Market Report: Centrica excites traders with plan to add phones to growing services list
Wednesday 08 September 1999
According to the gossip, the two companies are in talks over a project to use Energis's cable network and know-how to supply telephone services to Centrica's 15 million customers. The deal, which could be announced with the utility's interims tomorrow, will mark another stage in Centrica's metamorphosis from boring gas peddler to swish service provider.
Millions of customers can already buy their gas, electricity, credit cards and phone bills from the former British Gas offshoot. The almost certain acquisition of the Automobile Association, due to be approved in the next few weeks, will add road recovery to Centrica's sprawling empire and boost its customer database by another 9.5 million names.
A telephone deal with Energis could be the ideal way to provide these hungry consumers with a "household services one-stop shop" and move away from the low-margin, cyclical gas business.
Unfortunately, the news leak was not enough to push Centrica and Energis higher. The gas group finished 1p lower at 169.5p after hitting an all- time high on Monday, while the telecom company dropped 16p to 1,645p on a sector-wide sell-off. Its 51 per cent shareholder National Grid lost 1p to 413p.
An Energis/Centrica phone combo could prove a powerful rival for BT. The stock yesterday rang up a 34p loss to 952p on growing fears that the buyout of mobile phone operator Cellnet from partner Securicor, down 4.5p to 590p, could face opposition from the security group's shareholders.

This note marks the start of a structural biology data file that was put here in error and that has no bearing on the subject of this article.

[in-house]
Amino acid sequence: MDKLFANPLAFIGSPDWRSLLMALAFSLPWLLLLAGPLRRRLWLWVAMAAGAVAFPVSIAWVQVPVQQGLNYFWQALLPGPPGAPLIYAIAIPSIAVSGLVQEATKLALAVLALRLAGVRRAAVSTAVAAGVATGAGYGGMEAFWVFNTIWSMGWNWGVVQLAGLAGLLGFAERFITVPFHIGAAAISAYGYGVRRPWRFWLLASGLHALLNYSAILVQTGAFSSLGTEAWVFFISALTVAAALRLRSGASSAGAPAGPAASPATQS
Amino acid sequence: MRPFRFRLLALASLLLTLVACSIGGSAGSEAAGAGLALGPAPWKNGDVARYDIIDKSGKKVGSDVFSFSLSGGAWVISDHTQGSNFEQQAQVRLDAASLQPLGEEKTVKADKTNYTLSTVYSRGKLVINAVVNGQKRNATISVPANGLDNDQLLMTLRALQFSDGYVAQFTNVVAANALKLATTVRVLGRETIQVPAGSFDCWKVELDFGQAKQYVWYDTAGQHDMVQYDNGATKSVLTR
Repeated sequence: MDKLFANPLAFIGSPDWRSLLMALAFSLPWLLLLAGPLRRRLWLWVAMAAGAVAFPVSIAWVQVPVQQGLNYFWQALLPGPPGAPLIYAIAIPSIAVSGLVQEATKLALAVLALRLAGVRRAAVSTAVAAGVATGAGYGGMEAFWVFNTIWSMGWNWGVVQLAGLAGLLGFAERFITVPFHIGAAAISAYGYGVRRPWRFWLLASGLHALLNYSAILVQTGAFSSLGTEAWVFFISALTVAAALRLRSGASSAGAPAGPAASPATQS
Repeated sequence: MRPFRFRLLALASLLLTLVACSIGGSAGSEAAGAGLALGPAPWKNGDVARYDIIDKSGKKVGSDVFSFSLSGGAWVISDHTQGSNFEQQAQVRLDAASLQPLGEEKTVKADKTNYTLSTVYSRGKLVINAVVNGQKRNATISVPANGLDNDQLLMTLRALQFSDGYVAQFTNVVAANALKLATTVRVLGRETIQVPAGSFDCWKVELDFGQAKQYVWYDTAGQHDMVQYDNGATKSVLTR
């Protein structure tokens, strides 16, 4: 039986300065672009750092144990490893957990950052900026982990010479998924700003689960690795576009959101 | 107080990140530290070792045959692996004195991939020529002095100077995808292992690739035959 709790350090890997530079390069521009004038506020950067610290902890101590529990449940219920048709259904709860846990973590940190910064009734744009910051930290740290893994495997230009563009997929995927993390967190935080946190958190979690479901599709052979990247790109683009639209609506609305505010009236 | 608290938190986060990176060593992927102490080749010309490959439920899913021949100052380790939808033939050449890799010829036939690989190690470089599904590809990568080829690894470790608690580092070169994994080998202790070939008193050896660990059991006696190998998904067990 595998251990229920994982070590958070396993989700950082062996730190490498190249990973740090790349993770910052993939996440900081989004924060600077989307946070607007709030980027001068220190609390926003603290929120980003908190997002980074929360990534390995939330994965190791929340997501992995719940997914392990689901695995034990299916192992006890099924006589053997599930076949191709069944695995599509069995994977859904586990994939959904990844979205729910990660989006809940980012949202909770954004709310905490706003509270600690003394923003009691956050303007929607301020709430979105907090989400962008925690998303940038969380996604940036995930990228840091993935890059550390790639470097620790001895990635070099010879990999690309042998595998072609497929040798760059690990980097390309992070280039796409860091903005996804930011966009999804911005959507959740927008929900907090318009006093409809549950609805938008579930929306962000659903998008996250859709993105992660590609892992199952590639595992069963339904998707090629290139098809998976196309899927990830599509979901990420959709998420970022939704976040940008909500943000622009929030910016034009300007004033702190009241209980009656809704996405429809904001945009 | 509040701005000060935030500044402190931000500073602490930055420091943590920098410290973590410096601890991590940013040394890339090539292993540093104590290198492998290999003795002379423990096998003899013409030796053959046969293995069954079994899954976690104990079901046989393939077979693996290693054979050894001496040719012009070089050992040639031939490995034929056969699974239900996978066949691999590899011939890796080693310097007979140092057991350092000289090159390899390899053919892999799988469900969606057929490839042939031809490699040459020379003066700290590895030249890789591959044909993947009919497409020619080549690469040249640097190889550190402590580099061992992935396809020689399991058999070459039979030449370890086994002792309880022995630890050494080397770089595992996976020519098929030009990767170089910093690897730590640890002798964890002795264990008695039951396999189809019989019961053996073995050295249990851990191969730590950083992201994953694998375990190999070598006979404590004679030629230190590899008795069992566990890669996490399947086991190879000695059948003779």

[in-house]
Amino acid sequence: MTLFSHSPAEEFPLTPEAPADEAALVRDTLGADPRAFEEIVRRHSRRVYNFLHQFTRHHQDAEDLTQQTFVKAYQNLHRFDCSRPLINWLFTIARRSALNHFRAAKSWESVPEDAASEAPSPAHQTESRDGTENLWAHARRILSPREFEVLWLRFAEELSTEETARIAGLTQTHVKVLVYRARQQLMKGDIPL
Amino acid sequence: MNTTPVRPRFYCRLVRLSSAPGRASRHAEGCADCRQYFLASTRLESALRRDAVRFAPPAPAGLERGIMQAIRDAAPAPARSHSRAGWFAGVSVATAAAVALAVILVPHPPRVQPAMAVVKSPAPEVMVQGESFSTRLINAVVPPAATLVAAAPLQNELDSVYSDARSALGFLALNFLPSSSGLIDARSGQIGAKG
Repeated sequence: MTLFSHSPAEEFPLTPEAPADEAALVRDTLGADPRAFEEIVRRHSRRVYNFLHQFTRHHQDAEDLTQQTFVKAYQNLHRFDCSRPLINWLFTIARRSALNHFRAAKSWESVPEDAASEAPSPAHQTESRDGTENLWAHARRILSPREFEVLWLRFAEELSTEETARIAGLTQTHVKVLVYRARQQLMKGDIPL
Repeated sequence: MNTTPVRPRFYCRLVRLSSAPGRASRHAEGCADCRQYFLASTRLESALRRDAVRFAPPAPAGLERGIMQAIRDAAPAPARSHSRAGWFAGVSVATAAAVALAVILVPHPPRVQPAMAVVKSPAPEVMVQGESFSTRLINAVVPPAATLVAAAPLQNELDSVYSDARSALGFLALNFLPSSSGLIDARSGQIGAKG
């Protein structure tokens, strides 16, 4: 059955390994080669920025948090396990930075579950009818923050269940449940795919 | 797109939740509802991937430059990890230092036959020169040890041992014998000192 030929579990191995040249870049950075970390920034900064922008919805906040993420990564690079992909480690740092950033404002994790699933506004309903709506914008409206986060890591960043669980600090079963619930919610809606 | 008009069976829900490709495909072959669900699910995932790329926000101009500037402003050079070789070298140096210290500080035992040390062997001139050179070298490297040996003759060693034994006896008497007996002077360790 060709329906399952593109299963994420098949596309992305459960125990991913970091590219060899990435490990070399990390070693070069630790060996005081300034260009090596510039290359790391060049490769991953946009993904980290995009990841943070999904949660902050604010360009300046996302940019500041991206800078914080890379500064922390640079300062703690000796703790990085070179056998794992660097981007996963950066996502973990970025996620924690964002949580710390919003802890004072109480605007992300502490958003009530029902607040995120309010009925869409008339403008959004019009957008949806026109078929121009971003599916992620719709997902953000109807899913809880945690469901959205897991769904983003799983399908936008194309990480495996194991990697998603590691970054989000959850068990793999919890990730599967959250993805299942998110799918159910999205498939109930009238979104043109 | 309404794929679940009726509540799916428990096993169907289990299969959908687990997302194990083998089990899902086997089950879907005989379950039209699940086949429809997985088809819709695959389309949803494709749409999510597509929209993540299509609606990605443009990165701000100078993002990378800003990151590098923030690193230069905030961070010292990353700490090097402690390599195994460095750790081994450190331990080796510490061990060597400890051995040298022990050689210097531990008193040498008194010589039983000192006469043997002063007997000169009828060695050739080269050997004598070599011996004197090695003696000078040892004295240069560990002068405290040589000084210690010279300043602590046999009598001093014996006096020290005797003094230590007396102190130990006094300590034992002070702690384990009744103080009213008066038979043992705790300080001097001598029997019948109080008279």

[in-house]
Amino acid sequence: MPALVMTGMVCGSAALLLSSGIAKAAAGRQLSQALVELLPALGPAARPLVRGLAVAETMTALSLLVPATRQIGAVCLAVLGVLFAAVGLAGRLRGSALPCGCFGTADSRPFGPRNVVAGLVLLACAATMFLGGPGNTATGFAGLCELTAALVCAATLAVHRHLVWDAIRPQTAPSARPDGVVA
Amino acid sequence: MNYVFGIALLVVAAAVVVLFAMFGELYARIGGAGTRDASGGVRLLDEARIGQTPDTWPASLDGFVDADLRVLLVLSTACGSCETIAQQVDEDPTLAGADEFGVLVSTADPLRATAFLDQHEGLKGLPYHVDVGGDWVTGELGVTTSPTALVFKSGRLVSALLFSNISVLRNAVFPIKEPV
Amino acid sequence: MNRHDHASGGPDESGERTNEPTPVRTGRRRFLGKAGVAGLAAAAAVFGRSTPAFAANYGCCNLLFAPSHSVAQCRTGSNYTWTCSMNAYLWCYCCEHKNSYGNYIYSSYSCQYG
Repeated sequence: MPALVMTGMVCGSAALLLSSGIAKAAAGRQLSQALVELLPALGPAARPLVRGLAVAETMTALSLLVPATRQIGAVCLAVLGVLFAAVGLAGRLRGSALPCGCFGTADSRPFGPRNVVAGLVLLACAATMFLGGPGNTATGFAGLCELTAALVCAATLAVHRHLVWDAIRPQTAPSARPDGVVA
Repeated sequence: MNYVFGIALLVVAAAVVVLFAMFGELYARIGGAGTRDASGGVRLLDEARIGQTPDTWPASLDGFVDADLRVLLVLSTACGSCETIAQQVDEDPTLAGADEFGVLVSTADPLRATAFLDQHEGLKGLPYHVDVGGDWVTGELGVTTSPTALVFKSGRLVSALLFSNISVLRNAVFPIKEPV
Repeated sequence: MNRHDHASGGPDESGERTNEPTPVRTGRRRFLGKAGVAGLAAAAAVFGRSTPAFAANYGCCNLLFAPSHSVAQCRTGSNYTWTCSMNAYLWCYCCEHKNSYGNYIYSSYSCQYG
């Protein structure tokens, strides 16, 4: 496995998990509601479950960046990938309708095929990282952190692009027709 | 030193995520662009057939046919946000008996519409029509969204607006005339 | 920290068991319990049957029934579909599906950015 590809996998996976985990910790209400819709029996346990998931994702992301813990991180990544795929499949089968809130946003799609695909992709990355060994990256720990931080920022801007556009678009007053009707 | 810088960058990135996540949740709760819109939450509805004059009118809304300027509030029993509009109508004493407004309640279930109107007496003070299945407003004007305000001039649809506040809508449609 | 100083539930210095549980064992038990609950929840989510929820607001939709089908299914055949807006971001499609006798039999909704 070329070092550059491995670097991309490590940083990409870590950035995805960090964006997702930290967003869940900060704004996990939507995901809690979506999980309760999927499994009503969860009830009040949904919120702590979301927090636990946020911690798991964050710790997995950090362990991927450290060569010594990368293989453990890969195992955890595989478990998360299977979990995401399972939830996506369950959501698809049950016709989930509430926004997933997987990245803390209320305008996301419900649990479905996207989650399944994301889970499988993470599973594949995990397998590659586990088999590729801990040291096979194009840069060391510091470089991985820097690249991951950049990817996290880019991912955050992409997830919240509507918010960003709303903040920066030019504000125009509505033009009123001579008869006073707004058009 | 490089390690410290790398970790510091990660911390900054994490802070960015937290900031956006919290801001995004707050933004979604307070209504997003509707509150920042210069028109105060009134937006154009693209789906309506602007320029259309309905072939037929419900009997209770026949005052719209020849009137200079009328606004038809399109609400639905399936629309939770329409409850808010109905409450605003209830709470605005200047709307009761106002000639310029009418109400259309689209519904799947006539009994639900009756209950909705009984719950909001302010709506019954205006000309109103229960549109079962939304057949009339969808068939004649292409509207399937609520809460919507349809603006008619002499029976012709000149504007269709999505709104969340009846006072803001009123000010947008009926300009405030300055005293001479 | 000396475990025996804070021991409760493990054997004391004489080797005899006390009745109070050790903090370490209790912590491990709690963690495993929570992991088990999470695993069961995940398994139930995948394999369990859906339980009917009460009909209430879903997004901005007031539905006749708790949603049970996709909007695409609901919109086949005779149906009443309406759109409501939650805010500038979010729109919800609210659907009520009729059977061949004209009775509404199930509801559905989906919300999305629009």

Cellnet's rival Vodafone AirTouch shed 28p to 1,262p as optimism over a tie-up with US rival Bell started to fade.
Remaining blue-chips had nothing to phone home about. The FTSE 100 closed 66.2 points lower at 6,309.5 after a nervous session dominated by interest- rate fears on both sides of the pond. The start of the Bank of England's meeting, which today will decide on rates, focused traders' minds on the possibility of a near-term domestic hike.
At the same time a weak opening on Wall Street - despite news of a $80bn megamerger between media powerhouses CBS and Viacom - highlighted US investors' worries over their own monetary policy.
The midcap was also wobbly, ending its record-breaking run with a 19.8- point fall to 6,153.4. The Small Cap was once again the notable exception, rising 6 to an all-time high of 2,859.1 - its 17th consecutive winning close.
The drinks group Allied Domecq, up 8.5p to a record 367.5p, was prominent on the market's bid menu. The stocks soared for most of the day in huge volume before running into mild profit-taking as news that the top management of France's Pernod Ricard was in town revived takeover talk. The Canadian group Seagram, or even UK giant Diageo, up 9p at 629.5p, are two other potential bidders.
Sector peer Bass frothed 15p higher to 840p on talk of further deals after the purchase of Allied's pubs in tandem with Punch Taverns.
Media stocks were excited by the CBS-Viacom deal. TV group Carlton Communications surged 14.5p to 488.5p on hopes that the new US giant could acquire it in an effort to boost its UK presence. A Warburg push also helped. ONdigital partner Granada jumped 9p to 580.5p on similar whispers.
Carlton's jump could be enough to avoid relegation from the FTSE 100 after today's review. However, magazine publisher EMAP is set to drop out despite yesterday's 25p rise to 1056p on a Morgan Stanley "strong buy" upgrade and talk of interest from CBS-Viacom.